Planemakers' Order Books Bulge On Asia, Middle East Demand
Airbus (AIR.PA) and Boeing (BA.N) opened the Paris air show with a flurry of multi-billion-dollar plane deals on Monday as demand from Middle Eastern and Asian airlines swelled their already bulging order books.
Airbus signed up Saudi Arabian Airlines to be the launch customer of its new A330-300 Regional aircraft, with the carrier committing to 20 of the planes as well as 30 A320neo jets in a deal worth about $8.2 billion at list prices.
The European planemaker also said Garuda Indonesia (GIAA.JK) had signed a letter of intent to buy 30 A350 XWB jets, potentially worth around $9 billion.
The same airline, meanwhile, committed to buy up to 30 of Boeing’s (BA.N) 787-9 Dreamliners and 30 737 MAX 8 jets in a deal that could be worth about $10.9 billion.
Despite the activity, analysts expect this year’s aerospace industry meeting to produce fewer blockbuster deals than in the recent past, with the focus turning to the task of producing the $1.8 trillion of jets already sold.
Nonetheless, demand remains robust, particularly from fast-growing Middle Eastern and Asian airlines.
Airbus on Monday raised its 20-year forecast for jet demand by nearly 4 percent to 32,600, driven by growth from these regions.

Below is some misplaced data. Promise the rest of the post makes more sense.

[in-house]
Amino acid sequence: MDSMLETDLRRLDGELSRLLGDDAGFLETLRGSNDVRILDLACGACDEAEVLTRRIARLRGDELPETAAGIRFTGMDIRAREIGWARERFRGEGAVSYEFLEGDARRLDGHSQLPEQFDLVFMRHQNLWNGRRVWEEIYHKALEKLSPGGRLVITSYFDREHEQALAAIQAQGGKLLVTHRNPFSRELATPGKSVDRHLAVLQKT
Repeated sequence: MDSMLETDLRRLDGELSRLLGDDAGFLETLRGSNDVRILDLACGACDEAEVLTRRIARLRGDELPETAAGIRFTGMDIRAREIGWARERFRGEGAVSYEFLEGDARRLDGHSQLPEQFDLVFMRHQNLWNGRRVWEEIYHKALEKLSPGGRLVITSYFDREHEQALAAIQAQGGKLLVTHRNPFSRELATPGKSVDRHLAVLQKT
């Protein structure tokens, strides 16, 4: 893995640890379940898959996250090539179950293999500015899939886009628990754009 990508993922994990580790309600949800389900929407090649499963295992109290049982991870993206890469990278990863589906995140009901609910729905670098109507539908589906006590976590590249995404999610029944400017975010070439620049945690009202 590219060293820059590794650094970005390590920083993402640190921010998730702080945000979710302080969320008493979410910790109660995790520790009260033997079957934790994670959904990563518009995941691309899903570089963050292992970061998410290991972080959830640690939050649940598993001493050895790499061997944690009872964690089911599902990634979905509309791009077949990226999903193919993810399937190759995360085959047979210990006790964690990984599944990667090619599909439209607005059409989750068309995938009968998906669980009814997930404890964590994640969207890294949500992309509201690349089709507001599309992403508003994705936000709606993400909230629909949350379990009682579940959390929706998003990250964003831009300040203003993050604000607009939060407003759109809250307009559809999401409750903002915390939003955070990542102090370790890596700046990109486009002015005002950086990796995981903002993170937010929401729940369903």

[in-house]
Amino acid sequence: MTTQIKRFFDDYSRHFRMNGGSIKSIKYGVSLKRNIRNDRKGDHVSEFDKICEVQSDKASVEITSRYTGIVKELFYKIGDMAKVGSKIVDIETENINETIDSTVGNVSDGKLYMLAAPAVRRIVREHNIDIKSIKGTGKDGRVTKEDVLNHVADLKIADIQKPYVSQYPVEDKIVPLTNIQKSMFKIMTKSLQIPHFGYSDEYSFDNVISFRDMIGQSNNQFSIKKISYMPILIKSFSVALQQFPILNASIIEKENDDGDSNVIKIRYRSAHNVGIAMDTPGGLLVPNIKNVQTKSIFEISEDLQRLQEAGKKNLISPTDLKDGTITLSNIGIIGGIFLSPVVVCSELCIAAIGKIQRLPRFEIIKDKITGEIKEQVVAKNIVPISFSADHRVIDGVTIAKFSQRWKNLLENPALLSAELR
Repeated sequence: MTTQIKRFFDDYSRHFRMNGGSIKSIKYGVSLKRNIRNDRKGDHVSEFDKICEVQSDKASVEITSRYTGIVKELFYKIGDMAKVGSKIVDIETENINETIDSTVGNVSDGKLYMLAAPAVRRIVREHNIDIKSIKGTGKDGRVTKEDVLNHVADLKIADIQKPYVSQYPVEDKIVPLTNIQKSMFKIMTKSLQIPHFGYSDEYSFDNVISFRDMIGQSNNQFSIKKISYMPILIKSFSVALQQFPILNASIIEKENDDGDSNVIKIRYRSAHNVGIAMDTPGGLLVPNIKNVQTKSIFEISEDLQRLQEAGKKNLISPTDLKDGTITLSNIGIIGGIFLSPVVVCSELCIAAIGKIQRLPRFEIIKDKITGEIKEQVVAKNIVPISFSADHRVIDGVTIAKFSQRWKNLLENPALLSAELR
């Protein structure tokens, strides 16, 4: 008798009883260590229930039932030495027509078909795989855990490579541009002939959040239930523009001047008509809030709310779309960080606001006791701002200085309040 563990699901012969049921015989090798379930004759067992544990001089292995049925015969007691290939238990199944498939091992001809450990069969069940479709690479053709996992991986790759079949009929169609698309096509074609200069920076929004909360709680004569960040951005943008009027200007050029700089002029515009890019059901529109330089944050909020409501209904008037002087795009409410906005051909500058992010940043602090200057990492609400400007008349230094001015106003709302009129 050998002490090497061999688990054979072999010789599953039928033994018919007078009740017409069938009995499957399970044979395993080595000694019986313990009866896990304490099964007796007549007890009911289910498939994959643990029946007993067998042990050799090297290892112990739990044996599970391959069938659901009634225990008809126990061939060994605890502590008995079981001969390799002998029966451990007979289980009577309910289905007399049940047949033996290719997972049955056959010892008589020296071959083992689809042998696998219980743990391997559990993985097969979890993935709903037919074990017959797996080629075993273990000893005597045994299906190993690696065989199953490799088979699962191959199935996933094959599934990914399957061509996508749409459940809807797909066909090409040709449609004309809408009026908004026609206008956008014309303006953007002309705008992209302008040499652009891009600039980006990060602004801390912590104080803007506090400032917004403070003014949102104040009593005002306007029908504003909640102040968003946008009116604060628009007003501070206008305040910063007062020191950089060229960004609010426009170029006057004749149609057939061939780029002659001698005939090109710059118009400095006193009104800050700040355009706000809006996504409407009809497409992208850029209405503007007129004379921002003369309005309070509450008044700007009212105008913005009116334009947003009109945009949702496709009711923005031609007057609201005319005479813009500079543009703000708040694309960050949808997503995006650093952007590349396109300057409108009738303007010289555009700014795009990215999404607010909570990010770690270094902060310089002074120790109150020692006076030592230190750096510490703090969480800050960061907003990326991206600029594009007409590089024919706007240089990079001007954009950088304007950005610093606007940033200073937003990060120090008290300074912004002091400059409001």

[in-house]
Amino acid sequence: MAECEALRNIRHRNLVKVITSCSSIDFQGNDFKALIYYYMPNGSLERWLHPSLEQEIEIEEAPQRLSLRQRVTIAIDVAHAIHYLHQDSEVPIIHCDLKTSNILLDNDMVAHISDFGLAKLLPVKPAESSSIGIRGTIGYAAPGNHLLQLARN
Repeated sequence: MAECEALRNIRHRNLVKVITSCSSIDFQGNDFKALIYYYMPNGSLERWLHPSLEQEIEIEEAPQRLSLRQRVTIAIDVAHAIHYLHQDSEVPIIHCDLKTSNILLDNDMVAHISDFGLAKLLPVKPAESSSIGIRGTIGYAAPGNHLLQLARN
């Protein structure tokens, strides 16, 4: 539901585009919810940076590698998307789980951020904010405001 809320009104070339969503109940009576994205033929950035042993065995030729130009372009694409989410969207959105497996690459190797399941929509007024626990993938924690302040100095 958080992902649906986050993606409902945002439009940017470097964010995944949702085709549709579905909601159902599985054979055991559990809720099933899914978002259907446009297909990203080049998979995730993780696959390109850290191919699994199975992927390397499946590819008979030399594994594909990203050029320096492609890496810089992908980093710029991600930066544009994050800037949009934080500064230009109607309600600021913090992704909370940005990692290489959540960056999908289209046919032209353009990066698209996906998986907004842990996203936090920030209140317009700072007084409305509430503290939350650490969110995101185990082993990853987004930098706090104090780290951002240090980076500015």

That broadly echoed Boeing’s assessment of the market last week.
Unlike Boeing, Airbus sounded upbeat about prospects for four-engined superjumbos, including its A380 – the world’s biggest passenger plane, which has so far failed to live up to sales expectations.
“Very large aircraft are required over the next 20 years, we can’t just increase efficiency,” Airbus sales chief John Leahy told a news conference, pointing to airport congestion as a reason to use larger planes.
In a bid to revive interest in the A380, Airbus is in talks with customers about possibly putting new engines on the jet or making a version with about 50 more seats.
Boeing said on the eve of the air show that it was exploring a potential market of more than 1,000 jets in a niche between its single-aisle 737 and wide-body 787, but had not decided whether to invest in a new plane.
Many in the industry, however, are increasingly wary of an order backlog stretching out over almost a decade and of manufacturers’ plans to keep pushing up output levels.
GE Aviation (GE.N) said on Monday it wanted to secure a record increase in production of engines for Airbus and Boeing single-aisle aircraft before deciding whether it could guarantee going even higher.
Heading into the air show, Airbus had a lead over Boeing in plane orders this year, with 247 versus Boeing’s 175.
Adding to Monday’s flurry of deals, Qatar Airways ordered 10 Boeing 777-8X jets and four 777 freighters, valued at a total of $4.8 billion at list prices, while GE Capital Aviation Services ordered 60 Airbus A320neo aircraft valued at around $6.4 billion.
Airbus’s deal with Saudi Arabian Airlines comes after French President Francois Hollande met the head of the airline in May during a Gulf Arab leaders summit in Saudi Arabia.
France, deemed to have the toughest stance among the six world powers negotiating with Iran over its nuclear program, has been able to nurture new commercial links with the region in the face of what some Gulf countries perceive as disengagement on the part of traditional ally the United States.
At 7.10 a.m EDT, Airbus shares were up 0.4 percent at 60.67 euros in a European blue-chip index .FTEU3 down 1.1 percent.